In addition to Lamda Theta Nu’s dance, another highlight performance was from Hui O Hawaii Club, which performed several Hula dances to celebrate the diverse culture of the Hawaiian Islands. The dances varied from slow, swaying hula to the rapid hip-shaking Tahitian dances. This diversity represents the Hawaiian islands, where, senior Mahe Lum said, “everyone is a mix of everything.” Lum is a quarter Hawaiian, a quarter Chinese, and half Filipino. She co-founded the Hui O Hawaii Club her freshman year because she wanted to have a “halau,” or hula family, like she had in Hawaii, where she began dancing at age six.

Other performances included a traditional Salvadorian dance performed by the Latin American Student Organization, where the male and female dancers donned elaborate costumes and acted out a love story, followed by a short hip hop performance by Kasamahan, a club for Filipino students.

The Heritage Harney Nooner also provided an opportunity for other culturally-focused clubs to mingle in the plaza, and attract new members. Junior Shelly Saini, events coordinator for the Indian Student Organization (ISO), said cultural clubs can help students feel a sense of community at a large and diverse school. “I knew I wanted to join an Indian club when I got to USF,” said Saini, who joined ISO her freshman year and has been involved ever since. “I wanted to get to know other Indians and learn more about the culture.” ISO holds events for different Indian holidays and promotes social justice issues. Saini also pointed out that members do not need to be of Indian descent to join ISO. She said, “Half our members are not even Indian; they are just interested in the culture.”

San Francisco Taiko Dojo performed last to give a sample of their full show, which they travel throughout the Bay Area and the world to perform. Dressed in black martial arts uniforms with purple belts and headbands, the Japanese drummers showed their art to be an exhilarating combination of pounding percussion, loud chanting and dramatic movements, including jumping and dancing around the drums as they played.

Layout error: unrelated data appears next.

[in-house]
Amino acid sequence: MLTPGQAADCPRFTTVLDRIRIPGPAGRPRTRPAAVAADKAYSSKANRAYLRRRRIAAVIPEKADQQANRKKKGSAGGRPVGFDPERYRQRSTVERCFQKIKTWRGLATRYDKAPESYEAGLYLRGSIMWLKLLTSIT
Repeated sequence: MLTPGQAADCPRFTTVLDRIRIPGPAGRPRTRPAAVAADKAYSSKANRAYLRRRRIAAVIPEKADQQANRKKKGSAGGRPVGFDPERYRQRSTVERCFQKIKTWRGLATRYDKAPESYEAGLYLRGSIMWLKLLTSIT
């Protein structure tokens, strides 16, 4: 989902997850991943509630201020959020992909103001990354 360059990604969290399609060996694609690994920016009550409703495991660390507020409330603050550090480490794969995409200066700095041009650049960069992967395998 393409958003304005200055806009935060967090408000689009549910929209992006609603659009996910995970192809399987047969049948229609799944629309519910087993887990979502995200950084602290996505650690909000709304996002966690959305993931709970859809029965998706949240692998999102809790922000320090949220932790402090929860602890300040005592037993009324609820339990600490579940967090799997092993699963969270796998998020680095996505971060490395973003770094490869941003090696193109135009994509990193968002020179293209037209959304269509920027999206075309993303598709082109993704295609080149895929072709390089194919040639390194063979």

The event was successful in the eyes of CAB member Obamos, who began planning for it last semester with the help of the Culturally Focused Club Council. Obamos said she was just glad to see everyone out there enjoying themselves.

Those who want to see more cultural performances by USF students can look forward to Culturescape, a signature event of the International Student Association, which will take place Nov. 20 in the Presentation Theatre.

USF Raises GPA in Sustainability Report Card

While USF has a thorough recycling and composting system in place, the university was deducted points for low student involvement.  Illustration by Elizabeth Brown/Foghorn
While USF has a thorough recycling and composting system in place, the university was deducted points for low student involvement. Illustration by Elizabeth Brown/Foghorn

With compost and recycling bins collecting waste responsibly throughout the campus, solar panels lining many a rooftop, and locally-grown organic produce being served up in the cafeteria, USF appears to be on the right track in its quest for environmental responsibility. The College Sustainability Report Card (an independent organization that ranks colleges’ and universities’ environmental policies) seemed to think so too. USF received a grade of a B+, up significantly from last year’s disappointing grade of a C.